Methods: Psychiatric and hospitalization data were collected on 52,579 Veterans enrolled in VHA healthcare between FY2014-2ndQtr. FY2020 from the VHA Corporate Data Warehouse administrative data. Data examined include psychiatric diagnosis, psychotropic medication use, and utilization of hospital services.

Results: At least one psychiatric diagnosis was present in 70.2% of patients, while 49.8% had two or more diagnoses. Depression (51.7%), posttraumatic stress disorder (PTSD) (38.8%), and anxiety (38.0%) represented the most common psychiatric co-morbidities. Psychiatric medication use was present in 73.3%. Emergency room (ER) visits were highest in those with suicidality (mean 14.9 visits), followed by bipolar disorder (10.3), and schizophrenia (12.1). Psychiatric-related hospitalizations were highest for schizophrenia (mean 2.5 admissions) and bipolar disorder (2.3). Females had more psychiatric diagnoses (2.4 vs. 1.6, p < 0.001), psychiatric medications (3.4 vs. 2.3, p < 0.001), and ER utilization than males (6.9 vs. 5.5, p < 0.001).

Significance: A substantial psychiatric burden exists among Veterans with drug-resistant epilepsy (DRE). Compared to prior epilepsy literature, results suggest that Veterans with DRE evidence more prevalent psychiatric comorbidity, emergency care usage, and inpatient psychiatric admissions. Females were especially impacted, with greater rates of psychiatric conditions and treatment. Considering the relationship of psychiatric comorbidities in epilepsy with psychosocial functioning and quality of life, our findings highlight the need for screening and provision of services for those with DRE.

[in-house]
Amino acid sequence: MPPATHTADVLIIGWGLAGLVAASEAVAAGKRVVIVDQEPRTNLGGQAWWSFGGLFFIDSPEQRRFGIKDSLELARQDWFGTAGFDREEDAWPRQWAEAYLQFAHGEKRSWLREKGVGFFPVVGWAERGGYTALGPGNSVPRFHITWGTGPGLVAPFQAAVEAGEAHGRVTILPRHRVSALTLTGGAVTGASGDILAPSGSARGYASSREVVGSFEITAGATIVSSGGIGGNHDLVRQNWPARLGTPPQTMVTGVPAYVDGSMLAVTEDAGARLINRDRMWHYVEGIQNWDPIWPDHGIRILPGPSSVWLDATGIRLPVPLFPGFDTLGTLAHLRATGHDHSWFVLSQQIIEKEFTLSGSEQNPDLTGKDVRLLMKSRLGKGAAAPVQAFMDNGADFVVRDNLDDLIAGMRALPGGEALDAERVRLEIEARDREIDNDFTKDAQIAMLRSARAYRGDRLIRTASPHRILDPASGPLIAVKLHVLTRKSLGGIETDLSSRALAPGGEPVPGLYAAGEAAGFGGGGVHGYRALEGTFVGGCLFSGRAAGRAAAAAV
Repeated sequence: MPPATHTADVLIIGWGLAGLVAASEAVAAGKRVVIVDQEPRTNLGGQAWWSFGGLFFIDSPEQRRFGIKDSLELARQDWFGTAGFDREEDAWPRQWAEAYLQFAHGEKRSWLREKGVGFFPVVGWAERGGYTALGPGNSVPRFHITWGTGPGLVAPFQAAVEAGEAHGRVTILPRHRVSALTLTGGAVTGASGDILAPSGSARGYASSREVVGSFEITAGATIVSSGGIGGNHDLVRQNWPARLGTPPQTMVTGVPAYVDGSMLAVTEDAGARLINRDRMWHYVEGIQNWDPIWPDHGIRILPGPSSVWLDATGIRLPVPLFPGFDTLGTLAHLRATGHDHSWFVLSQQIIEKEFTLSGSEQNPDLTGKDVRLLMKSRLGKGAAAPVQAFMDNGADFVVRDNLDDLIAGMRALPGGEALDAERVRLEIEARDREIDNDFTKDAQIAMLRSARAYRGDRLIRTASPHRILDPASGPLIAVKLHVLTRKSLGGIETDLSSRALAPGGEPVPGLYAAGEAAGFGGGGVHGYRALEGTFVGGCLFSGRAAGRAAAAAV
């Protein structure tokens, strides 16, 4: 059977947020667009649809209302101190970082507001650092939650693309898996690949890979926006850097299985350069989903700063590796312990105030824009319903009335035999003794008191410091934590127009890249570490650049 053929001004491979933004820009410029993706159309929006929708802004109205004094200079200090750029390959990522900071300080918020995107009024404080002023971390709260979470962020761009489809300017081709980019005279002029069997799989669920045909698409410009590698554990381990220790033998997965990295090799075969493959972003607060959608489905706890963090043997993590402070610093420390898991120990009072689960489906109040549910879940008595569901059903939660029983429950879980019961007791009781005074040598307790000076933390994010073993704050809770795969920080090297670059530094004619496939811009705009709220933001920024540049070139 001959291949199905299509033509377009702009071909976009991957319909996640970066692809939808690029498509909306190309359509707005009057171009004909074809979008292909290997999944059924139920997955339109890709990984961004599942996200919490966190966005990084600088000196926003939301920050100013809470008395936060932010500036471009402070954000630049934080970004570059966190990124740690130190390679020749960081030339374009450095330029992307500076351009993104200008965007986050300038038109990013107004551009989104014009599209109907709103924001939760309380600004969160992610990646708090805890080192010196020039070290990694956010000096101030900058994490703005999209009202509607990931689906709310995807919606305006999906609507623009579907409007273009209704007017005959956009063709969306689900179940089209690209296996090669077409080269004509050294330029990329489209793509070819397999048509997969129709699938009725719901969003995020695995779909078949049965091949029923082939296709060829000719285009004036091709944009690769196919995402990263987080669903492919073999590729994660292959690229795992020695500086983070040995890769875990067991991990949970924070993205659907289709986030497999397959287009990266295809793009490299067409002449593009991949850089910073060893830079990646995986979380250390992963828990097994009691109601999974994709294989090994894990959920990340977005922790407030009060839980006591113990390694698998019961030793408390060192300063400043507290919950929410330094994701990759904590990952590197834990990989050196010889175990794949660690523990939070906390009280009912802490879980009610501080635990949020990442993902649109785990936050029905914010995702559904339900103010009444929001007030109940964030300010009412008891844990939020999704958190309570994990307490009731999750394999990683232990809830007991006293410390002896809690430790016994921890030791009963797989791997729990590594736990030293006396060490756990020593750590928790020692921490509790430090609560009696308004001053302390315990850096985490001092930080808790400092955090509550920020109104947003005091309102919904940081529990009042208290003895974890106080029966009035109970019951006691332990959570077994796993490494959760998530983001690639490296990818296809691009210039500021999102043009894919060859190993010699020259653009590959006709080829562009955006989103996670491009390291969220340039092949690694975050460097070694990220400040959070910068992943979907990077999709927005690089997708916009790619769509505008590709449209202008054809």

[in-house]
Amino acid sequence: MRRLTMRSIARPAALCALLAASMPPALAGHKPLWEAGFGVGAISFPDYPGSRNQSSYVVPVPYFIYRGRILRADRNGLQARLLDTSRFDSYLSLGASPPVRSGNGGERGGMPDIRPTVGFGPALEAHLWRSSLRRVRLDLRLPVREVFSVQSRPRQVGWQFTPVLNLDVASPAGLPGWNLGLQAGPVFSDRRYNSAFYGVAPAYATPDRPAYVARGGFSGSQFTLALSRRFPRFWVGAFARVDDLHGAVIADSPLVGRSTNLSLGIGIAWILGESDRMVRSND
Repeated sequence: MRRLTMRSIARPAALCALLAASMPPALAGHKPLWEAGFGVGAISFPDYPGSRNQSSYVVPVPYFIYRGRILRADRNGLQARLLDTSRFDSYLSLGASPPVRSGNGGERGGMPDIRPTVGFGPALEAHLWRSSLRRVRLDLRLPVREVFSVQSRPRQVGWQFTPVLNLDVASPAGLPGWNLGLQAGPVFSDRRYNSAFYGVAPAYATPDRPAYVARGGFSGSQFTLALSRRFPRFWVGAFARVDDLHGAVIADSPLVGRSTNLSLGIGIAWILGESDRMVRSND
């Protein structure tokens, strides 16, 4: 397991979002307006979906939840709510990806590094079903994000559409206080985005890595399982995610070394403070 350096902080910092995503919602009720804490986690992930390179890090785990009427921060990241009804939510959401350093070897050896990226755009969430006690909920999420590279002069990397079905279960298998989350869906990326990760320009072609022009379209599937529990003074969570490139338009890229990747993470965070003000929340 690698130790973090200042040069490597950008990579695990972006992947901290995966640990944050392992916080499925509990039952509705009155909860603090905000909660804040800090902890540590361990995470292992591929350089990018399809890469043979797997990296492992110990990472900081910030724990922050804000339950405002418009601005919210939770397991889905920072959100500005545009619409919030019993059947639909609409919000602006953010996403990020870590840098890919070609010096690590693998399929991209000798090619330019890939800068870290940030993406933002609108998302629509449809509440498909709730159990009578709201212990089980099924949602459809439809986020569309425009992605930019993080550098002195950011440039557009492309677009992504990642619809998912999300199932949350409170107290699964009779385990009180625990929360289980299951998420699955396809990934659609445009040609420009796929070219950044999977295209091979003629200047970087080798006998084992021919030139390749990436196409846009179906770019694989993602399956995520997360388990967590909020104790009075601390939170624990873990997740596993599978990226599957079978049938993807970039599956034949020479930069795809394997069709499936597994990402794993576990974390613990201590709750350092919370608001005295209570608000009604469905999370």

Role of Vitamins in Epilepsy

Abstract found in PubMed

Epilepsy is a chronic neurological disorder that presents as recurrent, unprovoked seizures. Pharmacotherapy is the main treatment for epilepsy, but at least 30% of patients with epilepsy have pharmacoresistant epilepsy. Therefore, non-pharmacological treatments are still required. In addition to electrophysiological aberrations contributing to epileptogenesis and pathophysiology in epilepsy, neuroinflammation, oxidative stress, and metabolic derangement have been investigated as drug targets in the treatment of epilepsy. Vitamins have antioxidant, anti-inflammatory, and immunomodulatory effects, which can be beneficial for the treatment of epilepsy. Herein, we comprehensively review the role of vitamins in epilepsy. Certain epilepsies are vitamin-dependent or vitamin-responsive. Most studies on vitamins in epilepsy are of low evidence level or limited to animal studies. Nevertheless, vitamin supplementation should be considered in epilepsy therapy. Additionally, certain anti-seizure medications may alter the serum levels of certain vitamins. Monitoring the serum levels of vitamins and supplementing vitamins when needed are suggested during the follow-up of patients with epilepsy.